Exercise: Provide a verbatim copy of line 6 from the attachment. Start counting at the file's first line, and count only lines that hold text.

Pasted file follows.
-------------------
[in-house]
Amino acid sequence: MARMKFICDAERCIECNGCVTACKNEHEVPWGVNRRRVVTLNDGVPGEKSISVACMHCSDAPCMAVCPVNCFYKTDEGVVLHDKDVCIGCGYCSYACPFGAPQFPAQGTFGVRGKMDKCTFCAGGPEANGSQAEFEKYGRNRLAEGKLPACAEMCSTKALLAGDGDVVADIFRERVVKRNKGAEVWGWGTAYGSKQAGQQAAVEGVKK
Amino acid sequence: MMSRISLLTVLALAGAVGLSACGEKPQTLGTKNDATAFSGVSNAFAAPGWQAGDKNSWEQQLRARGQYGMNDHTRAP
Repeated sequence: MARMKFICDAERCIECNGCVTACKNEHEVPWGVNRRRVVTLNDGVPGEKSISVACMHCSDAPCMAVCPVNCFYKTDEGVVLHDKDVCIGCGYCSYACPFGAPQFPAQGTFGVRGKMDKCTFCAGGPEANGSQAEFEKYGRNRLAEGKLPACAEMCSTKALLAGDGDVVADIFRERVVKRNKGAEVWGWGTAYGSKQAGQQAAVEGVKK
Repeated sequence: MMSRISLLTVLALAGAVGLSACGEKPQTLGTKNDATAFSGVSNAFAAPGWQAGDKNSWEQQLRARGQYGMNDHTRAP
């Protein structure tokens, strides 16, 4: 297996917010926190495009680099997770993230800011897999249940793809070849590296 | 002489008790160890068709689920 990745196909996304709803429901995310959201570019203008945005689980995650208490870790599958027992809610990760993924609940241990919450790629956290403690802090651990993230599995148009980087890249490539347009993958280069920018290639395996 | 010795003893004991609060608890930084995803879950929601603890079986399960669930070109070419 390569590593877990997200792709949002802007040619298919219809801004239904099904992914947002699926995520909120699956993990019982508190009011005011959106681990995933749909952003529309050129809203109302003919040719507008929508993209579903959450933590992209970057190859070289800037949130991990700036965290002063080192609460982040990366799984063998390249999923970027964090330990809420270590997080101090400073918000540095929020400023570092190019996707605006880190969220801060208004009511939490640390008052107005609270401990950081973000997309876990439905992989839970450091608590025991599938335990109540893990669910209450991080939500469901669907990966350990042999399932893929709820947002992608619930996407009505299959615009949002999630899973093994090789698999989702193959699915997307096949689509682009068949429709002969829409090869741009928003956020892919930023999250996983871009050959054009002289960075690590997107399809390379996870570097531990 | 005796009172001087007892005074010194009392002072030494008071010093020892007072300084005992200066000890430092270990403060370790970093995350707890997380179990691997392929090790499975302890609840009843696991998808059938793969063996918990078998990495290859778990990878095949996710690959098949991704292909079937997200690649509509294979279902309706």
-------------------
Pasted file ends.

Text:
């Protein structure tokens, strides 16, 4: 297996917010926190495009680099997770993230800011897999249940793809070849590296 | 002489008790160890068709689920 990745196909996304709803429901995310959201570019203008945005689980995650208490870790599958027992809610990760993924609940241990919450790629956290403690802090651990993230599995148009980087890249490539347009993958280069920018290639395996 | 010795003893004991609060608890930084995803879950929601603890079986399960669930070109070419 390569590593877990997200792709949002802007040619298919219809801004239904099904992914947002699926995520909120699956993990019982508190009011005011959106681990995933749909952003529309050129809203109302003919040719507008929508993209579903959450933590992209970057190859070289800037949130991990700036965290002063080192609460982040990366799984063998390249999923970027964090330990809420270590997080101090400073918000540095929020400023570092190019996707605006880190969220801060208004009511939490640390008052107005609270401990950081973000997309876990439905992989839970450091608590025991599938335990109540893990669910209450991080939500469901669907990966350990042999399932893929709820947002992608619930996407009505299959615009949002999630899973093994090789698999989702193959699915997307096949689509682009068949429709002969829409090869741009928003956020892919930023999250996983871009050959054009002289960075690590997107399809390379996870570097531990 | 005796009172001087007892005074010194009392002072030494008071010093020892007072300084005992200066000890430092270990403060370790970093995350707890997380179990691997392929090790499975302890609840009843696991998808059938793969063996918990078998990495290859778990990878095949996710690959098949991704292909079937997200690649509509294979279902309706």